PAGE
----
Adolescent girls and their teacher at Al Maymouna school. Photo by AUB-CCECS

Lost and found, safe and sound

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Helping refugees in Lebanon build a future
4 minuten

Conflicts and unsafe situations have forced 65 million people worldwide to flee. There are more refugees than ever before. Most of them receive emergency accommodation in neighbouring countries, waiting for better times.

In these settlements they must be given the opportunity to secure a livelihood until they can return home. The Dutch government funds several programmes aimed at creating opportunities for a future perspective for these refugees.

One of the global development initiatives they fund is the Capacity Development Programme Lebanon (CDPL). Dutch institutes offer education and psychosocial support, by training teachers for instance. Two projects are currently funded under this programme.

Vluchtelingen in een klaslokaal
Students in the classroom for the LOST project Photo: War Child

LOST and found

Baalbek and Hermel, two cities in the North East of Lebanon have seen an influx of Syrian refugees in recent years. The CDLP project ‘LOST and found’ is a skills development project for teachers. The teachers are trained how to support older students (16-21 year-olds) on a vocational level. The Lebanese organisation for studies and training (Lost) works together with Stichting WarChild Holland on training the trainers.

“Teachers gain new skills in child protection, psychosocial support and trauma identification. Parents and caregivers become active members of parent-teacher councils, giving them a key role in their child’s schooling", explains Birgitte Vos, programme manager at Nuffic. "Students also take part in intensive English language courses, which boosts their career prospects and involvement in the local community.”

Syrian refugee in Lebanon
Syrian refugee in Lebanon Photo: War Child

Malak’s story

Malak is one of the students taking part in LOST. She is a year 17 girl who arrived in Lebanon, having fled the civil war in neighbouring Syria. She is enrolled in English classes in Baalbek and her participation has had a significant effect on both her education and her personal life.

“As a Syrian girl living in Lebanon, my best chance and only hope is education."

"Whenever my friends speak English I always feel left out, so this programme is the best solution to my problem", Malak explains. "I have become more confident since I can better understand and use English. I want to work hard to support myself. As a Syrian girl living in Lebanon, my best chance and only hope is education."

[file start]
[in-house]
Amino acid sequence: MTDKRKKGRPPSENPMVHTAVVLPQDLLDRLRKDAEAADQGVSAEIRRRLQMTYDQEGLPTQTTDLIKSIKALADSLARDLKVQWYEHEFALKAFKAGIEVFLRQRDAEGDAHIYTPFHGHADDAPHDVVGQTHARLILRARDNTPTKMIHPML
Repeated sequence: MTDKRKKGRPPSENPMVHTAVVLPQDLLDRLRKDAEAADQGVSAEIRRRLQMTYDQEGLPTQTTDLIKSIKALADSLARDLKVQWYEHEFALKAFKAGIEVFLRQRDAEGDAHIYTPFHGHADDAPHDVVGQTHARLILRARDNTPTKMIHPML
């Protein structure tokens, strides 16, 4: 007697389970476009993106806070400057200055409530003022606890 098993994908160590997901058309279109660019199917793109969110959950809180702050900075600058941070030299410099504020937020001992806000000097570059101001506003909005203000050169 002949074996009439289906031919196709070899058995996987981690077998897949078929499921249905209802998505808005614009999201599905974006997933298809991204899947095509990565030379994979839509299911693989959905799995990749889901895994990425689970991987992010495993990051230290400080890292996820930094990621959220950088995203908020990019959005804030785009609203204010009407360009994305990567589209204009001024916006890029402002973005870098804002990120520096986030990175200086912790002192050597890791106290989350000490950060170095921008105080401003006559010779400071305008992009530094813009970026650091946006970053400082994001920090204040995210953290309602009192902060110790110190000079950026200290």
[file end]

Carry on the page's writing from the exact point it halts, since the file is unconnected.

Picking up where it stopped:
Malak’s father Ahmad has seen his daughter’s confidence soar following her participation in LOST and found. "Her views of the future have changed and her ambition has skyrocketed," he explains. "All this has increased my enthusiasm too and I work to motivate and support her."

Education is key

The Netherlands supports education programmes for over 3.5 million children aged 5 to 17 who cannot attend school. To learn to read and write, speak an international language, or even to follow vocational training. So that when they return they have the knowledge and skills to rebuild their country. Besides primary education, the focus is on creating opportunities for young people, especially girls to enter the job market.

At the same time, these young people were exposed to conflict or disaster. Traumatised and living under severe conditions in refugee camps, unsure about what the future holds for them, psychosocial support simply can’t be left out in education.

Read more about the Capacity Development Programme Lebanon

Adolescent girls and their teacher at Al Maymouna school
Adolescent girls and their teacher at Al Maymouna school, Project Safe and Sound. Photo: AUB-CCECS

Safe and sound

A second project called ‘Safe and sound’ aims at improving the mental health of these Syrian refugee children through community and family-based psychosocial support.

According to recent research by Harvard Program on Refugee Trauma and AUB-CCECS, almost 70% of children in mobile schools show symptoms indicating mild depression and anxiety disorders. Syrian refugee children in primary and secondary schools also display abnormally high levels of violence as a long-term effect of the trauma and stress they have endured.

“I feel like I am sleeping all day. I am lonely, I cannot go out and we are not a family as before, I feel unsafe: do we have to travel again?” (Syrian girl)

Traumatic stress

Young people involved in the project expressed high levels of traumatic stress, and at the same time identified school as a safe place, according to a context analysis conducted by the Living Peace institute and AUB-CCECS. “School is a safer place than home; we have less stress and restrictions”, a young girl explains. Her friend agrees and adds “I feel like I am sleeping all day, I am lonely, I cannot go out and we are not a family as before, I feel unsafe: do we have to travel again?”

Also for boys, finding it more difficult to talk about what they have encountered, this method helps them to open up: “It affected me positively and negatively. I became hard and tough and the man of the house. The girl became the lady of the house, so we changed from children to this.”

The American University of Beirut, Living Peace Institute, Maastricht School of Management, Kayany Foundation and Al Maymouna Education work together in this project, combining their international expertise.

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